A member of The Children's Museum  family
The Trails at Roaring Brook
Trails are open dawn to dusk

In 1964, the State of Connecticut assumed ownership of the 100-acre Werner farm adjacent to the Nature Center property. Through an informal arrangement with the CT Department of Environmental Protection (DEP), the Nature Center utilizes the Werner's Woods property as an outdoor classroom, maintaining hiking trails, bluebird boxes, and wildlife habitats. The trails are used for educational programs, as well as by the community for passive recreational activities such as hiking, cross-country skiing, birding and nature photography.

In 2002, the CT DEP purchased an additional 65 acres from an abutting property owner, addition to Werner's Woods and increasing the size of this State Wildlife Refuge.

For our trail map, click here.

There are three letterboxes hidden along the trails:  Werner's Woods,  What We Saw and A Froggy Went a Hiking.  To learn more about letterboxing, visit Letterboxing.org.

This refuge is home to a variety of native wildlife species and over 150 bird species have been sighted on the property. Self-guiding trail guide, trail maps, animal track cards and wildlife field guides are available in our nature store.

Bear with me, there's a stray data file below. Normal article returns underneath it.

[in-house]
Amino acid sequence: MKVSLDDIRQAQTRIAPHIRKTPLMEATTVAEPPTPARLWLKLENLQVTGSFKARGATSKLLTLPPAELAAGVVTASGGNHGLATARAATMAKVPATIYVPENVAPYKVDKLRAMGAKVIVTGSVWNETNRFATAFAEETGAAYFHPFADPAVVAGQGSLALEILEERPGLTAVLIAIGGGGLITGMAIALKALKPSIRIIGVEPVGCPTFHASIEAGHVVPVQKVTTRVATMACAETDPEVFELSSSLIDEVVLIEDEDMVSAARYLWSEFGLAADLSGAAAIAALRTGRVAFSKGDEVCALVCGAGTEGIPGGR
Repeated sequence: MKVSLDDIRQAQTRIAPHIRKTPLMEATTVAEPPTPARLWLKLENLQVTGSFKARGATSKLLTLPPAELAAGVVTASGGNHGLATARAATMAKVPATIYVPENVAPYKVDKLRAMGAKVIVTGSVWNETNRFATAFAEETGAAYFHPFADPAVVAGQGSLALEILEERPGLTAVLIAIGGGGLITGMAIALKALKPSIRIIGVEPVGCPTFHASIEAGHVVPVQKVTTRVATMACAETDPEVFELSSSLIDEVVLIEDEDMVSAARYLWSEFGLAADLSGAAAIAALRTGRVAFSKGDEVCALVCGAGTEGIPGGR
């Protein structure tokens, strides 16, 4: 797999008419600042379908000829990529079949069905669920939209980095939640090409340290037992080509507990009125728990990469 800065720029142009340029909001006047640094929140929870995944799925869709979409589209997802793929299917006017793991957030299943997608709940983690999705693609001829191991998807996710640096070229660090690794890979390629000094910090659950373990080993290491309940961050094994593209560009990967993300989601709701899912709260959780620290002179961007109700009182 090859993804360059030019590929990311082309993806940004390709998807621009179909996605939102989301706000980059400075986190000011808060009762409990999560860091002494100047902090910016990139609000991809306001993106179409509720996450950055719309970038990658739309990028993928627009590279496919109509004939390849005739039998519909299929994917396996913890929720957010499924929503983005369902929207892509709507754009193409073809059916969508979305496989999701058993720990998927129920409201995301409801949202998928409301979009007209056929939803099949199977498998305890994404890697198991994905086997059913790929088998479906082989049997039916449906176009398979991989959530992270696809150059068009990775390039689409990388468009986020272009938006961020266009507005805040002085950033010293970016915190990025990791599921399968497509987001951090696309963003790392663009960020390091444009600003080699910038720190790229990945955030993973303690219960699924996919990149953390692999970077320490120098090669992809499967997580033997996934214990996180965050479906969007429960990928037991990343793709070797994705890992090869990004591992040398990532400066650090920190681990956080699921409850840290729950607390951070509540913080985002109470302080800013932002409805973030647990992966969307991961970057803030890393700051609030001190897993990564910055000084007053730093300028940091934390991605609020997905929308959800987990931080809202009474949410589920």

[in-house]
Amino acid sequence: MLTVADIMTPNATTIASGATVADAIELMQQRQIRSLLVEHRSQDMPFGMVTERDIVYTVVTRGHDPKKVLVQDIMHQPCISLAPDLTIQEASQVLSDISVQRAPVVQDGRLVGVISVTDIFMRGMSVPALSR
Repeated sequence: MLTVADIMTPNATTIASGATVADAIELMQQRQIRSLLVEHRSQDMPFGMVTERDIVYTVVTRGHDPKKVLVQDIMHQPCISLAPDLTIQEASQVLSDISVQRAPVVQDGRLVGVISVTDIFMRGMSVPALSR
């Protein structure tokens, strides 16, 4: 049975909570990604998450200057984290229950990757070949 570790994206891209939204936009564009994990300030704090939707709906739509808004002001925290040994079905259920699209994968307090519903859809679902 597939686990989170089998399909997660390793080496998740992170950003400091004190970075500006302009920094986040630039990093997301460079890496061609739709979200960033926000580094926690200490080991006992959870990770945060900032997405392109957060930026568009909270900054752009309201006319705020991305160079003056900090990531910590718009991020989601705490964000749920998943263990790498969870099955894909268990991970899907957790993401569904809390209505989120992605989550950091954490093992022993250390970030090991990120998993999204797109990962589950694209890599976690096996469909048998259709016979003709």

Our native plant butterfly, bird and wildflower gardens as well as our birds of prey viewing area provide opportunities for visitors to view wildflowers, birds and butterflies in season. Click here for a list of native plants in our bird and butterfly gardens.

For checklists of the animals seen at the Nature Center trails or in the vicinity, click on the following:

Americans with Disabilities Act Notice

Roaring Brook Nature Center has made an asssessment of the various trails in the adjacent Werner's Woods property as well as the orange trail on the Nature Center property to determine whether and to what extent power dirven mobiltiy devices (as defined in Department of Justice regulations) can be safely operated on them. The assessment concluded that the trails have steep slopes, narrow and irregular routes, uneven and sometimes muddy terrain and occasionally narrow bridges that make operation of such equipment unsafe throughout. These trails were designed as hiking paths for pedestrian travel only and are not safe for wheeled vehicles of any kind. All wheeled vehicles are discouraged from these trails.

The Mer's Native Plant Butterfly Garden, the Native Plant Bird Garden, and Vernal Pool Observation Deck and trails, as well as the Animal Senses and Geology gardens on the Nature Center property may be more accessible to wheeled vehicles and provide opportunities to view wildlife.


Jay Brook
(red trail)

The old quarry on the Quarry Trail
(yellow trail)

Along the Quarry Trail
(yellow trail)

The Porritt Wildflower Trail

The old dish mill dam
(light blue trail)
The old Werner barn and field at the top of the Hillside Trail
(blue trail)
Vernal pool observation deck